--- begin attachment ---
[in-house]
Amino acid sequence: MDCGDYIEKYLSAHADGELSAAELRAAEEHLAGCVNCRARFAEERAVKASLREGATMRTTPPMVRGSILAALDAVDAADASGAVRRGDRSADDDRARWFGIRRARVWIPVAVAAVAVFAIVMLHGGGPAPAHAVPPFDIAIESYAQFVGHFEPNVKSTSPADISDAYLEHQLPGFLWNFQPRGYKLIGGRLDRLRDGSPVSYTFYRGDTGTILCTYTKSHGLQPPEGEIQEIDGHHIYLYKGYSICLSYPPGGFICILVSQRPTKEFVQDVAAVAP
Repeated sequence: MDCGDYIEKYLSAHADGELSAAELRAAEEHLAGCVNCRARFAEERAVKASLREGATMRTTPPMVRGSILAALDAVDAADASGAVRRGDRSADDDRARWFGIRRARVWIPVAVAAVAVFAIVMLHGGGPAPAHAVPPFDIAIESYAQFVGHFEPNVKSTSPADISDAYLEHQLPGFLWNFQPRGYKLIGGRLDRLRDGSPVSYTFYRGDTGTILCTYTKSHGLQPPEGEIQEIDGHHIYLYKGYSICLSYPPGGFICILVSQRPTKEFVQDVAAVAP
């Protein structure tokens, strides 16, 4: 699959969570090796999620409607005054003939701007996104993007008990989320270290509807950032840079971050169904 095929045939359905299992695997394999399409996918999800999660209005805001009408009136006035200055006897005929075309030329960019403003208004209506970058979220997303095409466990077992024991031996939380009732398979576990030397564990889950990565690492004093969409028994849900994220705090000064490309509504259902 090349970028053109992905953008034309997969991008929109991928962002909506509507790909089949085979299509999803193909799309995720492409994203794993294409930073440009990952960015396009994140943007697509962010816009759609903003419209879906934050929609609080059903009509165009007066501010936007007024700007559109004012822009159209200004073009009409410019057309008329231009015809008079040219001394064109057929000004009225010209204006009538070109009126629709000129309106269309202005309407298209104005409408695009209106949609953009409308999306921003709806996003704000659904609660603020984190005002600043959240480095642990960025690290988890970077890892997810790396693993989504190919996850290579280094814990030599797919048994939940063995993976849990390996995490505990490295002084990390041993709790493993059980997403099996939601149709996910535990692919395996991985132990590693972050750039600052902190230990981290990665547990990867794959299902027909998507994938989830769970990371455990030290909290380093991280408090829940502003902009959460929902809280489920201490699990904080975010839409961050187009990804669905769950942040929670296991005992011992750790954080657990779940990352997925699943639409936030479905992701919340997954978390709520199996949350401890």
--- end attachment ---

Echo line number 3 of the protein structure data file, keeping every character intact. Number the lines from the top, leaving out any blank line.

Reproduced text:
Repeated sequence: MDCGDYIEKYLSAHADGELSAAELRAAEEHLAGCVNCRARFAEERAVKASLREGATMRTTPPMVRGSILAALDAVDAADASGAVRRGDRSADDDRARWFGIRRARVWIPVAVAAVAVFAIVMLHGGGPAPAHAVPPFDIAIESYAQFVGHFEPNVKSTSPADISDAYLEHQLPGFLWNFQPRGYKLIGGRLDRLRDGSPVSYTFYRGDTGTILCTYTKSHGLQPPEGEIQEIDGHHIYLYKGYSICLSYPPGGFICILVSQRPTKEFVQDVAAVAP